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'It was like a bomb went off': First the heavy rain, then the mud, now a disaster on the coast

'It was like a bomb went off': First the heavy rain, then the mud, now a disaster on the coast
A Santa Barbara County Fire Department search dog looks for people potentially trapped in damaged or destroyed homes in Montecito following a deadly runoff of mud and debris from heavy overnight rains. (Mike Eliason / Santa Barbara County Fire Department)

Standing outside his home on Foothill Road in Carpinteria near Ocean Oaks Road in a white hard hat and thick yellow-and-red rain gear, Peter Lapidus was covered in mud.

His house is near a creek, Arroyo Paredon, and his road was covered in a thick sludge of mud. Lapidus, who works in construction and has his own John Deere tractor, had spent all day clearing the roadway, which was impassable past the creek, covered in downed trees, boulders and thick mud.

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Lapidus heard the rain's pummeling about 4:10 Tuesday morning.

"It was like a bomb went off. It wasn't raining hard, and then it was like you flipped a switch."

A neighbor told him he heard his toilet seat rattling up and down from the force of the debris flow. Another neighbor was jolted awake by his bedside lamp rattling next to him.

Lapidus heard the trees coming down: "Crack, crack, crack." Trees and boulders dammed up the creek. Mud was waist high, nearly topping mailboxes.

His family has owned the property with his house since 1915, and he doesn't remember a flash flood this bad, ever.

Areas that burn in wildfires can face severe flood risks when it rains.

Neighbors said the Thomas fire had burned about a quarter-mile away, as the crow flies, and they had mandatory evacuations from that. Lapidus didn't evacuate during the fire, though, choosing instead to stay and protect his house.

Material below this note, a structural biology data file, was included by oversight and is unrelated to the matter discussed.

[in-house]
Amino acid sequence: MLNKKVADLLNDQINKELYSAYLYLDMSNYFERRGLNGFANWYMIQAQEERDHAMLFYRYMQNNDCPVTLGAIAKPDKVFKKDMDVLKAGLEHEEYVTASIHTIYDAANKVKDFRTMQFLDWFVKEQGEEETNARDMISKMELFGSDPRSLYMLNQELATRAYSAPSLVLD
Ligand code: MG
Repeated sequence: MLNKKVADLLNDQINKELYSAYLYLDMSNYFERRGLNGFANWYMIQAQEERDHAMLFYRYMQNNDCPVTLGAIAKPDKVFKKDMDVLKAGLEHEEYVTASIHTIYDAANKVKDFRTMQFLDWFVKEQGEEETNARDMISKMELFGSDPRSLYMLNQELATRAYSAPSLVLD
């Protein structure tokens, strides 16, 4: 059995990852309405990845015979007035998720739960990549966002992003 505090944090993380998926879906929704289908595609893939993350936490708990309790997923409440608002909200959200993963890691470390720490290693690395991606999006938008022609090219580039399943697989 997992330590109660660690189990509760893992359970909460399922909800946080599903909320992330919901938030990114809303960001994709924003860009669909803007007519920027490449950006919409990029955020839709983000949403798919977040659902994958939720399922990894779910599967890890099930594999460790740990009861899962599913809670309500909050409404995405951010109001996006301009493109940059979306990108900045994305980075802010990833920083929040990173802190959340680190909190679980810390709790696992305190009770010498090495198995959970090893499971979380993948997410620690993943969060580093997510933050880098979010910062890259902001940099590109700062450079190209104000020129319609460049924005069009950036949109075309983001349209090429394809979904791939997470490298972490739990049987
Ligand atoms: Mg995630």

"Instead of a nice little rain to settle the dust, we have a flood. It's just kind of ironic," Lapidus said.

He and neighbors and his 17-year-old son, Carson, worked all morning to try to clear the mud from the road. Neighbors cheered as Lapidus skillfully navigated his tractor up Foothill, pushing mud off to the side.

They didn't have any help from officials or authorities, he said. It seemed like all the agencies were spread too thin, so the homeowners took matters into their own hands.

"This was more frightening than the fire," he said.

By early afternoon Tuesday, rain was coming and going. The sun would peek out only to be followed by another drenching. The creek threatened to overflow over a narrow bridge.

Lapidus' son, Carson, walked down to the creek early this morning and stopped when the mud got to his waist.

"It's like wet concrete," he said of the sludge. "Cleanup is going to take a long time."

A student at Carpinteria High School, Carson is in his sixth week off after the fire, the winter holiday and now a flood.

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He walked with a big stick down the muddy road to make sure he didn't trip in any holes.

"It's been an interesting year," he said. "Fires. Floods. You name it."

His mom woke him up about 4 a.m. and told him to listen. He went outside on the porch.

"It was like a freight train going through our backyard," he said. Even though they live about a third of a mile from the creek, they heard everything crashing around it.

"We've had some gnarly rains before where you'll hear a crack or two of a boulder, but this was constant," he said, adding that the noise went on for at least an hour.

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